Wiener process


Also found in: Wikipedia.

Wiener process

[′vē·nər ‚prä·səs]
(mathematics)
A stochastic process with normal density at each stage, arising from the study of Brownian motion, which represents the limit of a sequence of experiments. Also known as Gaussian noise.
References in periodicals archive ?
Wiener process or the Brownian movement is a mathematical description of the random motion of a large particle immersed in the fluid and is not subject to any other interaction shocks with small molecules of the surrounding fluid it results a very irregular movement of the large particle the phenomenon was observed for the first time by the English botanist Robert Brown in 1828 [6], another interpretation was given in notes published between 1877-1880 "The Brownian movements would be in my way of looking at the phenomenon, the result of the calorific movements of molecular surrounding liquid" [7].
A research concerning stochastic fuzzy differential (or integral) equations driven by a Wiener process has been initiated in different forms in [30-33], and it can be applied in modeling of phenomenons where two kinds of uncertainties, that is, randomness and fuzziness, are incorporated simultaneously.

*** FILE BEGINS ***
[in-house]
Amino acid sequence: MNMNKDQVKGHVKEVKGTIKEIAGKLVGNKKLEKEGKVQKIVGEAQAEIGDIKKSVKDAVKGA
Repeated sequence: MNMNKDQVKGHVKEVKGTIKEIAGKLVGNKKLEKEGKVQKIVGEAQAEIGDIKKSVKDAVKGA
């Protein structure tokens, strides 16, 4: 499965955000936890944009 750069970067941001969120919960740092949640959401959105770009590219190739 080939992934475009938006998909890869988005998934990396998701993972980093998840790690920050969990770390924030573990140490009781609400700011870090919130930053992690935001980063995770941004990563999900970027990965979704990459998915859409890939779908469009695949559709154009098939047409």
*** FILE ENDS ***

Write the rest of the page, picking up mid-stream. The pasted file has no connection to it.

The generalized Wiener process results in an ending stock price [S.
Merton, 'On the Role of the Wiener Process in Finance Theory and Practice: The Case of Replicating Portfolios', Proceedings of Symposia in Pure Mathematics, 60.
The result of the Wiener process control by suggested adaptive NMPC is shown in Fig.
genocide; group aspects in the physical interpretation of general relativity theory; the periodic system for understanding group processes and work; and the law of the Wiener process and path groups.
We model future revenue growth as a continuous-time random walk with drift (called a Wiener process or a Brownian motion with drift) and use this model to estimate the maximum rate of spending growth consistent with present-value balance, given a jurisdiction's existing revenue structure and volatility.
v] is volatility of the value (V) of the project, and; [MATHEMATICAL EXPRESSION NOT REPRODUCIBLE IN ASCII] is the increment of the standard Wiener process.
where dw is the local change in a standard Wiener process.
The map in (1) has the form of a Wiener process, and the [w.
3) The value of the firm, V, follows a Wiener process.
In Volume 2, continuous time models are explored by presenting the necessary material from continuous martingales, measure theory and stochastic differential equations as models for various assets, such as the Wiener process, Brownian motion, etc.